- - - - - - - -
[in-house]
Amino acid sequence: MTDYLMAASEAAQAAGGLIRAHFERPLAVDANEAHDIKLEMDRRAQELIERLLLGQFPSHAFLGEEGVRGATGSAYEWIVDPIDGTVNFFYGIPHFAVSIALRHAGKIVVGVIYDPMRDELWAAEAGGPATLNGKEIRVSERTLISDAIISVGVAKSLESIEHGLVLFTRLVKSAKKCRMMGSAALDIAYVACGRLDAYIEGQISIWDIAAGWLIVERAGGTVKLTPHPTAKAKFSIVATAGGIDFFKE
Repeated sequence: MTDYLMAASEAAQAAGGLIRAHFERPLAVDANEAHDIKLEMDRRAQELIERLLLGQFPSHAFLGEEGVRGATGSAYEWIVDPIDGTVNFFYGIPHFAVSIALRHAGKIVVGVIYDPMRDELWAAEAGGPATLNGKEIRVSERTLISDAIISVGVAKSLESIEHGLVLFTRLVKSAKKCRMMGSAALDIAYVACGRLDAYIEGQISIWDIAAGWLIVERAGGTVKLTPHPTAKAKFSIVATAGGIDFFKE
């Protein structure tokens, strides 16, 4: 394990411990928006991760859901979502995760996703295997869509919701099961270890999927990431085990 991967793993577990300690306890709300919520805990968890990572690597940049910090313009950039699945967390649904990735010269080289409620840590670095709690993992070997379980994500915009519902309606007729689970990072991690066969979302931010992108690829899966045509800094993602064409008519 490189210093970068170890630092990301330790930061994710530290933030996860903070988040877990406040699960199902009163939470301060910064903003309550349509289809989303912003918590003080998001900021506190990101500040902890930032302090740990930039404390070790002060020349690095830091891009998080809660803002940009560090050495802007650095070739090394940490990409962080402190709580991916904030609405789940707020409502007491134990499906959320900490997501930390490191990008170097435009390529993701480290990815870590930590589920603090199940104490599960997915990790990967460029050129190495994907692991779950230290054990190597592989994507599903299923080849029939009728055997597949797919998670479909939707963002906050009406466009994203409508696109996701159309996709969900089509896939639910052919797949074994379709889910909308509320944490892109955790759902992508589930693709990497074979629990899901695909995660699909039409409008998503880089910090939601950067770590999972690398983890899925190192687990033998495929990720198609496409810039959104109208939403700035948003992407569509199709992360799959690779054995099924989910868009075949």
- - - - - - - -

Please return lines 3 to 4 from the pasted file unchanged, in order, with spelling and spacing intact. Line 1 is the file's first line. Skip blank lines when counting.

Repeated sequence: MTDYLMAASEAAQAAGGLIRAHFERPLAVDANEAHDIKLEMDRRAQELIERLLLGQFPSHAFLGEEGVRGATGSAYEWIVDPIDGTVNFFYGIPHFAVSIALRHAGKIVVGVIYDPMRDELWAAEAGGPATLNGKEIRVSERTLISDAIISVGVAKSLESIEHGLVLFTRLVKSAKKCRMMGSAALDIAYVACGRLDAYIEGQISIWDIAAGWLIVERAGGTVKLTPHPTAKAKFSIVATAGGIDFFKE
């Protein structure tokens, strides 16, 4: 394990411990928006991760859901979502995760996703295997869509919701099961270890999927990431085990 991967793993577990300690306890709300919520805990968890990572690597940049910090313009950039699945967390649904990735010269080289409620840590670095709690993992070997379980994500915009519902309606007729689970990072991690066969979302931010992108690829899966045509800094993602064409008519 490189210093970068170890630092990301330790930061994710530290933030996860903070988040877990406040699960199902009163939470301060910064903003309550349509289809989303912003918590003080998001900021506190990101500040902890930032302090740990930039404390070790002060020349690095830091891009998080809660803002940009560090050495802007650095070739090394940490990409962080402190709580991916904030609405789940707020409502007491134990499906959320900490997501930390490191990008170097435009390529993701480290990815870590930590589920603090199940104490599960997915990790990967460029050129190495994907692991779950230290054990190597592989994507599903299923080849029939009728055997597949797919998670479909939707963002906050009406466009994203409508696109996701159309996709969900089509896939639910052919797949074994379709889910909308509320944490892109955790759902992508589930693709990497074979629990899901695909995660699909039409409008998503880089910090939601950067770590999972690398983890899925190192687990033998495929990720198609496409810039959104109208939403700035948003992407569509199709992360799959690779054995099924989910868009075949």